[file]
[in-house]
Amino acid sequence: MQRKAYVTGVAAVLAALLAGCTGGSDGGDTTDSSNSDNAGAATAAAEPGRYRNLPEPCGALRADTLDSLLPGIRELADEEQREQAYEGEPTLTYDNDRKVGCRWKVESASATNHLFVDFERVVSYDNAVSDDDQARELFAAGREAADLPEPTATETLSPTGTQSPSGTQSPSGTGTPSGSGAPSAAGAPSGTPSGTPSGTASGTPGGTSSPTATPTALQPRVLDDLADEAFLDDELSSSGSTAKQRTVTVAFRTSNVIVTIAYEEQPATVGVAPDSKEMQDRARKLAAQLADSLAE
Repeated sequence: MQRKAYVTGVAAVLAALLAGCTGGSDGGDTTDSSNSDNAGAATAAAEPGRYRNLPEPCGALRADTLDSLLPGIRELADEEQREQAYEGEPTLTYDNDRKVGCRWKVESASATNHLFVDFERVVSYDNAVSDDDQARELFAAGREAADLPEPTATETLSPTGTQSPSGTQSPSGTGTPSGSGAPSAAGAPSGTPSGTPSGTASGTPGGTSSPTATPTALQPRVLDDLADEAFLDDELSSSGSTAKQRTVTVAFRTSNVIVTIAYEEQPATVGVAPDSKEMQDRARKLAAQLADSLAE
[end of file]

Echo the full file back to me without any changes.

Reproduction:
[in-house]
Amino acid sequence: MQRKAYVTGVAAVLAALLAGCTGGSDGGDTTDSSNSDNAGAATAAAEPGRYRNLPEPCGALRADTLDSLLPGIRELADEEQREQAYEGEPTLTYDNDRKVGCRWKVESASATNHLFVDFERVVSYDNAVSDDDQARELFAAGREAADLPEPTATETLSPTGTQSPSGTQSPSGTGTPSGSGAPSAAGAPSGTPSGTPSGTASGTPGGTSSPTATPTALQPRVLDDLADEAFLDDELSSSGSTAKQRTVTVAFRTSNVIVTIAYEEQPATVGVAPDSKEMQDRARKLAAQLADSLAE
Repeated sequence: MQRKAYVTGVAAVLAALLAGCTGGSDGGDTTDSSNSDNAGAATAAAEPGRYRNLPEPCGALRADTLDSLLPGIRELADEEQREQAYEGEPTLTYDNDRKVGCRWKVESASATNHLFVDFERVVSYDNAVSDDDQARELFAAGREAADLPEPTATETLSPTGTQSPSGTQSPSGTGTPSGSGAPSAAGAPSGTPSGTPSGTASGTPGGTSSPTATPTALQPRVLDDLADEAFLDDELSSSGSTAKQRTVTVAFRTSNVIVTIAYEEQPATVGVAPDSKEMQDRARKLAAQLADSLAE